Why would you turn off on-demand loading? Where is the difference of loading something ondemand vs explicitly when it comes to security? If you dont trust a module dont ship/install it. If you trust it it shouldnt mayter if you load it at boot or when actually used. What am I missing?
I don’t think this is for upstream systemd to manage. It may be possible to declare a static list of modules to load, but it is only possible in very specific circumstances, when you know exactly which hardware, which network devices, which network protocols, which encryption types, etc, etc, any given application will use. But even on a medium-sized distro this would be completely infeasible.
Signed modules don’t really offer any added security with a vanilla
kernel because root still has full control over the kernel via other
known mechanisms (i.e. no exploits necessary). The feature is mostly useful for enforcing a policy of not allowing third party modules, similar to the kernel taint bits which can be overwritten if you really feel like doing it.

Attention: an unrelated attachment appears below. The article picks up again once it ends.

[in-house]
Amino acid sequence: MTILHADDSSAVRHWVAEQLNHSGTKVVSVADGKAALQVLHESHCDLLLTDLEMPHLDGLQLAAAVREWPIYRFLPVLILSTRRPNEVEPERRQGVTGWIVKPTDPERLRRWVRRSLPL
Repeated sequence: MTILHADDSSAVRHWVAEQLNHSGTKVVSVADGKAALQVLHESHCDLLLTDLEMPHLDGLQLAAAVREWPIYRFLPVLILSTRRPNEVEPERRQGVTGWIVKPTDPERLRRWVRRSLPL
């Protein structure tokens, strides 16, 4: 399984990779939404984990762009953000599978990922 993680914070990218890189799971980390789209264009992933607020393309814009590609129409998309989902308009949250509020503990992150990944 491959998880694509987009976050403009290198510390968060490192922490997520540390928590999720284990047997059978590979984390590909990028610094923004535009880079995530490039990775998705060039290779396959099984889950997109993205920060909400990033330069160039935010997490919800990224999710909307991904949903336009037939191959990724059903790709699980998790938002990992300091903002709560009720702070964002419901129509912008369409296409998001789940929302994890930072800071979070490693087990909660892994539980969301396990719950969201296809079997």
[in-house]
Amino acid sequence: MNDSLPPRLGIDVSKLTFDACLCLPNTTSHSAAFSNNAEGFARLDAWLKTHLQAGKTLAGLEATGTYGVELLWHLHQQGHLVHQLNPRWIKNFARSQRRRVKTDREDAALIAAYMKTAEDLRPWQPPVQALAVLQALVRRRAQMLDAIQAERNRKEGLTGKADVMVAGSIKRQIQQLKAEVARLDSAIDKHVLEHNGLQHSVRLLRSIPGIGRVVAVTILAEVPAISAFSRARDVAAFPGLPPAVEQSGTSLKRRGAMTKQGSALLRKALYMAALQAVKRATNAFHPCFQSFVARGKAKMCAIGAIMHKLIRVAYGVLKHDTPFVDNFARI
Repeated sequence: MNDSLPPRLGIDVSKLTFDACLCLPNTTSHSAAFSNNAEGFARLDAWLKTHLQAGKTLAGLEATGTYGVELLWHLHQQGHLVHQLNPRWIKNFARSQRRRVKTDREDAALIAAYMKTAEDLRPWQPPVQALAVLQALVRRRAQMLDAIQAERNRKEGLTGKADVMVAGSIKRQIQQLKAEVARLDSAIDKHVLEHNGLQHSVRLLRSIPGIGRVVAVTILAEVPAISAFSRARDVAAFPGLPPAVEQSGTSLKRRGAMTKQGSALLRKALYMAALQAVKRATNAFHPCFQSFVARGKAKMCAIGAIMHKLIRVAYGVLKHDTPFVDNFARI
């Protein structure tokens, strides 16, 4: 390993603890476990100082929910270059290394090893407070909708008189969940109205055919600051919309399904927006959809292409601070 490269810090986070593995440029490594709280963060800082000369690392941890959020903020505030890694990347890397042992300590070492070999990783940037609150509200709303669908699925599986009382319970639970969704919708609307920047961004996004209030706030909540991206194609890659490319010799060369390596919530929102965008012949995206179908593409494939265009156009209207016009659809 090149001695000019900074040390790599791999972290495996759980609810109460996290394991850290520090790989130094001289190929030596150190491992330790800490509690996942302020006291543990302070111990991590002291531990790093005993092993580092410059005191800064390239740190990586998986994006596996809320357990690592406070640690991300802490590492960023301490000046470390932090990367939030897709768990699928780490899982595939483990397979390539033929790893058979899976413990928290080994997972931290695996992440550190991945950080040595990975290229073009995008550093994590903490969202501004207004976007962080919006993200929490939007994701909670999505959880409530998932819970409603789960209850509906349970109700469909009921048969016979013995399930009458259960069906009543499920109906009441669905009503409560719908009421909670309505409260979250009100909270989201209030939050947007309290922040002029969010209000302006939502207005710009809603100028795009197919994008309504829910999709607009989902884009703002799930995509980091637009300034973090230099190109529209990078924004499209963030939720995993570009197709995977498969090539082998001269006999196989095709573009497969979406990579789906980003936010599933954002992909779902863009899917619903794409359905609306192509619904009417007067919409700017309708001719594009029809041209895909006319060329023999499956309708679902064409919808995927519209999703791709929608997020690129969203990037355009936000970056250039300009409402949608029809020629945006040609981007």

It’s not a very compelling feature though because it’s only truly useful in combination with a fully read-only root and grsecurity’s romount_protect feature.
A strong MAC policy could also plug the other attack routes… but it’s also going to prevent loading modules for that role anyway.
The module signing tool to be run at a build. Two arguments will be passed to the signing tool. The first argument is the target kernel version, the second is the module file path. If the tool exits with a non-zero value, the build will be aborted.
Better to sign all kernel modules (this would be helpful for purpose of LKRG, tirdad and hardware comparability, namely compatibility with SecureBoot) than no progress in this ticket at all and no signing at all. A drop-in configuration .d folder where kernel modules are white listed opted in could be contributed later.
Please describe the threat model. Folders where kernel modules are stored (and would be auto-signed) are writeable by (super)admin only anyhow. If an adversary gains write access there, it’s game over anyhow. Therefore I don’t see what is gained by white listing which kernel modules should be signed.